But who takes care of the hotel staff?

I have studied economics but my drive and curiosity to work with people and be part of the most ever-changing industry, made me move into hospitality. Shortly after my career shift, it transpired that I navigate well in the structures of the hotel operations, can quickly oversee the connecting dots, and create new efficiencies with the given resources. However, this was only a small bit of the story why I was chosen to become a taskforce and implementation person. I was able to click and connect with anyone, find common tones, and lead them to their best performance and sharp thinking. I have trained, coached, supported, consulted, buddied many colleagues from various skillset, cultural and lingual backgrounds. And we advanced and reached new heights.

I simply believe in people first. When the team is in a top shape and have an overflow of positive energy, this energy finds its way straight to the guest (and as for the back of house act, it`s channeled through operational effectiveness and happy cooperation). The customers feel cared for and will build strong trust with the staff while recharging. As a token of their appreciation, they give plenty positive feedback, so the circle can simply re-generate. Energy moves, everyone is happy.

What happens when this flow gets stuck? When there is no end of the line to close the circle? I mean, what happens if we do not have guest? Or their demands are so radically different that we struggle to pin them and meet them and as such, we can not perform in a positive mindset and high spirit? How does it feel when every day activities are becoming a hassle and we loose interest to carry them as we see no feedback and result? What a hotelier feels like when they are locked in an empty hotel building with the gates closed and with no tentative dates announced to picture the reopening?

And once tourism wakes up and ready to flourish again, the clientele will return with a brand-new set of expectations, habits and attention demands. The early birds, who will start to travel, will be more fragile, more cautious, and with more and not-yet-seen demands. They might not need the fanciest sightseeing tours rather enjoy some safe and quiet relaxation just within the premises of their own room. They are used to the physical restriction after all. It almost became their comfort zone to not to be out. Guest must always be well looked after. Even through these turbulent, unpredictable, and trying days, as everyone else, hotel teams will need to adjust and gradually come back to what we tend to call "normal operation" yet it will never be the same. We must anticipate with a lot more and new calls and requirements as our basic human needs were shaken and we lost the sense of safety and freedom which we took for granted up till now.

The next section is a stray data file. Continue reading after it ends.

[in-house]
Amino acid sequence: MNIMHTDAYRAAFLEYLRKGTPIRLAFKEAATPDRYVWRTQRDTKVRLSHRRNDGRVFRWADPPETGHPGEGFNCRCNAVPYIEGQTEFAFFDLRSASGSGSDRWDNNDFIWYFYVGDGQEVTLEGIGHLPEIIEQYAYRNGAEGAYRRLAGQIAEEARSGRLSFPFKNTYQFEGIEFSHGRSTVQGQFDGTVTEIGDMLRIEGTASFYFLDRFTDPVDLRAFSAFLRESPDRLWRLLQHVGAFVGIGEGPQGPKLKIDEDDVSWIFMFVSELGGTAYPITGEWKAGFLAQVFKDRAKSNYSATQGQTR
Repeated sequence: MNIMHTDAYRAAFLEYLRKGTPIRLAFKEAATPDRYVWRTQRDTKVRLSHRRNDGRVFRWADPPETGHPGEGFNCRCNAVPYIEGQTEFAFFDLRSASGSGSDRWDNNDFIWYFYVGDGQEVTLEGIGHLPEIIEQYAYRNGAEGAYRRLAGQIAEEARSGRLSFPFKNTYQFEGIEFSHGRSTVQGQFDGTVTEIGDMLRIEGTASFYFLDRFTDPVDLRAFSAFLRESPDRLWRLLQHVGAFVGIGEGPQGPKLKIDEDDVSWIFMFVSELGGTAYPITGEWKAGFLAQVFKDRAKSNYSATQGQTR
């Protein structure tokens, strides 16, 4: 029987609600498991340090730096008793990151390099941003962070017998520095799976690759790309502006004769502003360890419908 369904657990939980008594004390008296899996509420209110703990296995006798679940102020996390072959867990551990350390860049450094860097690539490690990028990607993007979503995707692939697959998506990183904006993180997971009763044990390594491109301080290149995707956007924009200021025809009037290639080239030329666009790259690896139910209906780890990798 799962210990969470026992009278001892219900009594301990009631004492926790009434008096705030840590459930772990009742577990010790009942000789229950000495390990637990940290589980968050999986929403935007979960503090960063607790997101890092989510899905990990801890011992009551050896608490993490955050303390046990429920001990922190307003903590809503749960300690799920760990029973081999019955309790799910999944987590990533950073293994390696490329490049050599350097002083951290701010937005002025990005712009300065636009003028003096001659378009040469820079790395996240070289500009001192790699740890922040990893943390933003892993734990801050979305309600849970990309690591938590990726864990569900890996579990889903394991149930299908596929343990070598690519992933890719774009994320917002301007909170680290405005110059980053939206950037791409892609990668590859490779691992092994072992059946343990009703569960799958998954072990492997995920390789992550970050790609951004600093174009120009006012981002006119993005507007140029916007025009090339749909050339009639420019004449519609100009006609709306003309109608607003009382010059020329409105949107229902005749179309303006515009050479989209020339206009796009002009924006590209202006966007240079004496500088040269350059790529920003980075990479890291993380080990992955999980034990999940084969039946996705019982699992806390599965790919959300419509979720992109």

All reputable hospitality brands are proud of their batches on how greatly they look after their customers and make their unanticipated wishes come true even before they would have said anything. Their teams are highly trained on all sort of guest relation topics and brand values, so they carry out their doings with skilled and ever-practised steps and actions.

Yet how can you prepare your teams for the repercussions of the uncertain and unforeseen? When every traveller will have passing thought in their mind, am I safe? Will I be able to return home?